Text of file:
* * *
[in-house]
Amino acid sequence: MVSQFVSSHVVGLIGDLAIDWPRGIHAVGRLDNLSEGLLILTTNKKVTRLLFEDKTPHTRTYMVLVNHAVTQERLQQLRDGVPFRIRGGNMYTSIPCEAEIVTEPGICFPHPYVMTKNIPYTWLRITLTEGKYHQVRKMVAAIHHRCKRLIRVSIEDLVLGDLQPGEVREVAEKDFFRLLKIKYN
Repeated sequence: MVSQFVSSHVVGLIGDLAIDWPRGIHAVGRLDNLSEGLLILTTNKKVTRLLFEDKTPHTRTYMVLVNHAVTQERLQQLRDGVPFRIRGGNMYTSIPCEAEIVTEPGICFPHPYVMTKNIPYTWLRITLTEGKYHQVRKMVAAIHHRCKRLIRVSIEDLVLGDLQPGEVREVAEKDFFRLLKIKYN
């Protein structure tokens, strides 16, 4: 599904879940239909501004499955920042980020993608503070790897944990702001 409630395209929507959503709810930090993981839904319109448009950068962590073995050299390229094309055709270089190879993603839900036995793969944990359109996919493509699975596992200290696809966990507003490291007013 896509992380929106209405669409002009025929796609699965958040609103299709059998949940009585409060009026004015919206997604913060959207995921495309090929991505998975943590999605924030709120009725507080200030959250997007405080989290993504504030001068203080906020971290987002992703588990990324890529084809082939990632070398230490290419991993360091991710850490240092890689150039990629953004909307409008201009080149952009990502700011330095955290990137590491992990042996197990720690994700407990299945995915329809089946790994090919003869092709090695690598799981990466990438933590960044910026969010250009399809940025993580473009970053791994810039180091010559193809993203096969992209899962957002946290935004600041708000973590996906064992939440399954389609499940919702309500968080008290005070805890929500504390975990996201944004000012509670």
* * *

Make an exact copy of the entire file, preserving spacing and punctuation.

[in-house]
Amino acid sequence: MVSQFVSSHVVGLIGDLAIDWPRGIHAVGRLDNLSEGLLILTTNKKVTRLLFEDKTPHTRTYMVLVNHAVTQERLQQLRDGVPFRIRGGNMYTSIPCEAEIVTEPGICFPHPYVMTKNIPYTWLRITLTEGKYHQVRKMVAAIHHRCKRLIRVSIEDLVLGDLQPGEVREVAEKDFFRLLKIKYN
Repeated sequence: MVSQFVSSHVVGLIGDLAIDWPRGIHAVGRLDNLSEGLLILTTNKKVTRLLFEDKTPHTRTYMVLVNHAVTQERLQQLRDGVPFRIRGGNMYTSIPCEAEIVTEPGICFPHPYVMTKNIPYTWLRITLTEGKYHQVRKMVAAIHHRCKRLIRVSIEDLVLGDLQPGEVREVAEKDFFRLLKIKYN
């Protein structure tokens, strides 16, 4: 599904879940239909501004499955920042980020993608503070790897944990702001 409630395209929507959503709810930090993981839904319109448009950068962590073995050299390229094309055709270089190879993603839900036995793969944990359109996919493509699975596992200290696809966990507003490291007013 896509992380929106209405669409002009025929796609699965958040609103299709059998949940009585409060009026004015919206997604913060959207995921495309090929991505998975943590999605924030709120009725507080200030959250997007405080989290993504504030001068203080906020971290987002992703588990990324890529084809082939990632070398230490290419991993360091991710850490240092890689150039990629953004909307409008201009080149952009990502700011330095955290990137590491992990042996197990720690994700407990299945995915329809089946790994090919003869092709090695690598799981990466990438933590960044910026969010250009399809940025993580473009970053791994810039180091010559193809993203096969992209899962957002946290935004600041708000973590996906064992939440399954389609499940919702309500968080008290005070805890929500504390975990996201944004000012509670």